Whether you run a hotel, an accounting firm, or a museum, you'll find lots of creative, cost-effective ways for reaching out to your customers, members, or donors and encouraging them to spread the good word about you online, where it's visible to their friends, families, colleaguesand the world.
Top customer reviews
On the face of it small businesses, be it a boutique store, a two person law practice, or a garden services provider, have a marketing problem not faced by large organizations; insufficient time and insufficient money. Goodman’s book shows how small businesses overcome these limitations through the use of “engagement marketing.” In fact, small businesses have a consequential advantage over large business using this method.
In a survey conducted by Small Business Trends it was found that 83% of respondents attributed new business to referrals recommend by people who already know the business. It will, of course, only be your highly satisfied customers who would do this. Highly satisfied customers don’t wait for anyone to ask about your business, they talk about their experience over lunch, at work; anywhere they have a ready listener.
This scenario, however, presupposes the quality of the experience so the follow-on question is how does one deliver that experience for everyone who does business with you? Goodman offers many pointers all of which can be subsumed under the advice: determined how people enter your business and ensure you provide a great experience at each entry point. Pause, and reflect on this because it is Step One in engagement marketing. How is your phone answered? Queries handled? Complaints addressed? Requests responded to? And on. If it is not a great experience, fix it.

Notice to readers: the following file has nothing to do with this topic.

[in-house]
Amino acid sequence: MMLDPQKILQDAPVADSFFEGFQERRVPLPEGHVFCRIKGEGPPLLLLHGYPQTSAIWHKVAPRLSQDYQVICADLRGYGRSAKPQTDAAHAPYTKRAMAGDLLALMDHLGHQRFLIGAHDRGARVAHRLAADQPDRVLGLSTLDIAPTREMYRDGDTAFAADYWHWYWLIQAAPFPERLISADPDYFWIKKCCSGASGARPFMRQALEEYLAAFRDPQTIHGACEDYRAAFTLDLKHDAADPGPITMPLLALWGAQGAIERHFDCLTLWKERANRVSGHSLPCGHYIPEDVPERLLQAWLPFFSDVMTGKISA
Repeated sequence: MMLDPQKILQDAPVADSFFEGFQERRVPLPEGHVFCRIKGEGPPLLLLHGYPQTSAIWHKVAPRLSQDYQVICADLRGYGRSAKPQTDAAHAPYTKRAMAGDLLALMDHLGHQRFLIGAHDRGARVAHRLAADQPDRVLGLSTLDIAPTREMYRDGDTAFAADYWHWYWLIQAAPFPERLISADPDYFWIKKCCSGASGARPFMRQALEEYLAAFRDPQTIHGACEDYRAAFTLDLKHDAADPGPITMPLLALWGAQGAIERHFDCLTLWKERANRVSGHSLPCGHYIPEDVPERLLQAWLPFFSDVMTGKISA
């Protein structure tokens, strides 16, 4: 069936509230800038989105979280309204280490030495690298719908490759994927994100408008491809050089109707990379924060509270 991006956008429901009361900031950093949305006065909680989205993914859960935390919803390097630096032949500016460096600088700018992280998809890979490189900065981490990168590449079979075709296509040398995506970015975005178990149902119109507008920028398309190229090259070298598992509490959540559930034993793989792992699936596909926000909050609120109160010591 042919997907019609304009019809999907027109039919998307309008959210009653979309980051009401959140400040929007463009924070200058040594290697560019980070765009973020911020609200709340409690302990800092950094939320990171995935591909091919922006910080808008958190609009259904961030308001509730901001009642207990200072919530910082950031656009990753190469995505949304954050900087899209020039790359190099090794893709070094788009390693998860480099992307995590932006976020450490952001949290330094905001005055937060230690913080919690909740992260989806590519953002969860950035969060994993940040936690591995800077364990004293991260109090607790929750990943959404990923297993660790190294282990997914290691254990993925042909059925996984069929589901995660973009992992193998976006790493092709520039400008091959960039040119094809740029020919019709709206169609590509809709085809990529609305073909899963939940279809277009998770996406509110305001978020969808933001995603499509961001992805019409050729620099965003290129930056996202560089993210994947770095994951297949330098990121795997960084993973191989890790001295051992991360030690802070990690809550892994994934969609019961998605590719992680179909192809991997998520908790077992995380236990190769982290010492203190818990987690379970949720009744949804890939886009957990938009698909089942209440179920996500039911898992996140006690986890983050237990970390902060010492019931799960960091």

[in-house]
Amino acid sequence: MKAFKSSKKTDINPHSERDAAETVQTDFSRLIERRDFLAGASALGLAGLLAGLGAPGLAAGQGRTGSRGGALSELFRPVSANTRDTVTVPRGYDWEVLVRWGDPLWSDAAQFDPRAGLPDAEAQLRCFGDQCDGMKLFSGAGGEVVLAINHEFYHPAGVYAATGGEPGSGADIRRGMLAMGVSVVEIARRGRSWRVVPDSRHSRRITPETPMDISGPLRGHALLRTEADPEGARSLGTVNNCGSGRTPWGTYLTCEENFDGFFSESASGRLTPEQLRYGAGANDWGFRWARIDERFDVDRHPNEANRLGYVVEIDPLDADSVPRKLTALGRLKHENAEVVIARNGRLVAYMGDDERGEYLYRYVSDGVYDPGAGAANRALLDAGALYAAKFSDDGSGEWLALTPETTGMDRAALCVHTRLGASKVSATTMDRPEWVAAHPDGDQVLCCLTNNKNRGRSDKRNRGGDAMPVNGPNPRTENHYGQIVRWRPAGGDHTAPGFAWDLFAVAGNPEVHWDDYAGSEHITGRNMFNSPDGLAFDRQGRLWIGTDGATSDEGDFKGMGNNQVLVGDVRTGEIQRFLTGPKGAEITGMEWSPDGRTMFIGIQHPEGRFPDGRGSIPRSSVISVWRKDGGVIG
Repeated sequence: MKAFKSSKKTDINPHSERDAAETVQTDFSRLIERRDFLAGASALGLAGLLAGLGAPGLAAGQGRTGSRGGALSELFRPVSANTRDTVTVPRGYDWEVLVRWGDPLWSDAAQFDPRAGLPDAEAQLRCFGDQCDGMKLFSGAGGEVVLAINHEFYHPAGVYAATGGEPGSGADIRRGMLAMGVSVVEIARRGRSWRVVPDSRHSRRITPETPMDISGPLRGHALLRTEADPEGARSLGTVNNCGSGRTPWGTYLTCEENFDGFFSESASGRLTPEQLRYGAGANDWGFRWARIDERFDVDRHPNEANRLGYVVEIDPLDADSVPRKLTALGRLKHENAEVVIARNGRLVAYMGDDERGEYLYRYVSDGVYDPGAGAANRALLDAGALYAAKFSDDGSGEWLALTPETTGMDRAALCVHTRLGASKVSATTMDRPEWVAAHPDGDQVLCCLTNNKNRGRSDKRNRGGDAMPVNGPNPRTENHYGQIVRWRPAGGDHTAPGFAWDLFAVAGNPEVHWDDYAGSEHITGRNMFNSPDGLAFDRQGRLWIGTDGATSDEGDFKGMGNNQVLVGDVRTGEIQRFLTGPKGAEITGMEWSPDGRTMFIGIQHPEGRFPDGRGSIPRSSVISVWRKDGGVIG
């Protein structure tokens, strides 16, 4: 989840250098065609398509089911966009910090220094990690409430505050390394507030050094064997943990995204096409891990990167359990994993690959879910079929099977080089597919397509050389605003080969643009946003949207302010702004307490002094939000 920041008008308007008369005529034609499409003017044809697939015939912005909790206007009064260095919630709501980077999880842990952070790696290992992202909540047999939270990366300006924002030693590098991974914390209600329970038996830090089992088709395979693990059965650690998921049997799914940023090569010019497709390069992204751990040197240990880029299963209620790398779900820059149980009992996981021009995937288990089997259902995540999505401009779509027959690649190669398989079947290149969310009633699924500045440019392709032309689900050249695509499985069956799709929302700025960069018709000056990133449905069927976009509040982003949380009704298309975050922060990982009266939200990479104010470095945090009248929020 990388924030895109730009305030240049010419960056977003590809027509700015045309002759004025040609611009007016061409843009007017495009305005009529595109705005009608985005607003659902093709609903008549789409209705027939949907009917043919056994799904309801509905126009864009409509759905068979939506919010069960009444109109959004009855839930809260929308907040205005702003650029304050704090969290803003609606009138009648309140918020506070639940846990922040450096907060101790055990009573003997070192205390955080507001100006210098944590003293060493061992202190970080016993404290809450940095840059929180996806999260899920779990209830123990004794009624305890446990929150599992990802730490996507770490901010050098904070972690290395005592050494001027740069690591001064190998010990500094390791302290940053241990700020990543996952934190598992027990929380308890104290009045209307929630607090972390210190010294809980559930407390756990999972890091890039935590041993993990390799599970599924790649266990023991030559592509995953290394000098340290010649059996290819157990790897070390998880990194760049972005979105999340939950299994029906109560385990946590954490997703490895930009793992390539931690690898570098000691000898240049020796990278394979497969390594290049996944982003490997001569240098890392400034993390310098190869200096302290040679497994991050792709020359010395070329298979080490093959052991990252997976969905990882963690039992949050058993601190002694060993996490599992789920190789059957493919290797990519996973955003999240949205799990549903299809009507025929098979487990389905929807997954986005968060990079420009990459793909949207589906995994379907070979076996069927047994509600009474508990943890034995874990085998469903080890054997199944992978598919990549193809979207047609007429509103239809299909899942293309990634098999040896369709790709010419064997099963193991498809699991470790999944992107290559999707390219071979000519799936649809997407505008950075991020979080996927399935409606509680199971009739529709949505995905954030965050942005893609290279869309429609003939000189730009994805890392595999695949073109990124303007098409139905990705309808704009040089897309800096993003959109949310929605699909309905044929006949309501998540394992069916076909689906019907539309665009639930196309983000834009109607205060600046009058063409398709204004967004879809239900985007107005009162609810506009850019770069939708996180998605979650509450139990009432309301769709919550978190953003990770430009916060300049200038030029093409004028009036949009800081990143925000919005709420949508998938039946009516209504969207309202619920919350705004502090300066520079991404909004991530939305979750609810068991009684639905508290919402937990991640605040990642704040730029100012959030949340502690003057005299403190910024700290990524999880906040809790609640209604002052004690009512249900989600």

Word of mouth has always been a source of new business, and still is. You need only think of how much more likely you are to try a new restaurant that was recommended by your “foodie” neighbour against an advertisement you saw in the newspaper. All that has really changed is that we now have the social media megaphone which can let many more people have your foodie neighbour’s recommendation.
Social media has the added benefit of enabling you to know exactly where your referrals are coming from, so you can track the source of the referrals and encourage them to keep at it.
If Step One is to provide the memorable experience, Step Two is to entice people to keep in touch with you whether via e-mail marketing or social media, so that, with their permission you can continue to stay connected and market to them. By staying in touch you achieve two crucial objectives: The first is that you extend the experience beyond their purchase of goods or services, and the second is that you retain your place in their active memory. How often have you had someone do good work for you, but when you are asked to recommend a provider of that service a few years later, you just cannot remember his name.
We all have enough to do to fill our lives and are hardly in need of engaging in anything more that we have already. This being so you will need to entice your satisfied customers through the benefits they will get from remaining connected to you. You will also have to ensure that remaining connected is easy, very easy. There is no shortage of platforms to enable this connection such as Facebook, Twitter, LinkedIn, Google+, YouTube, and more.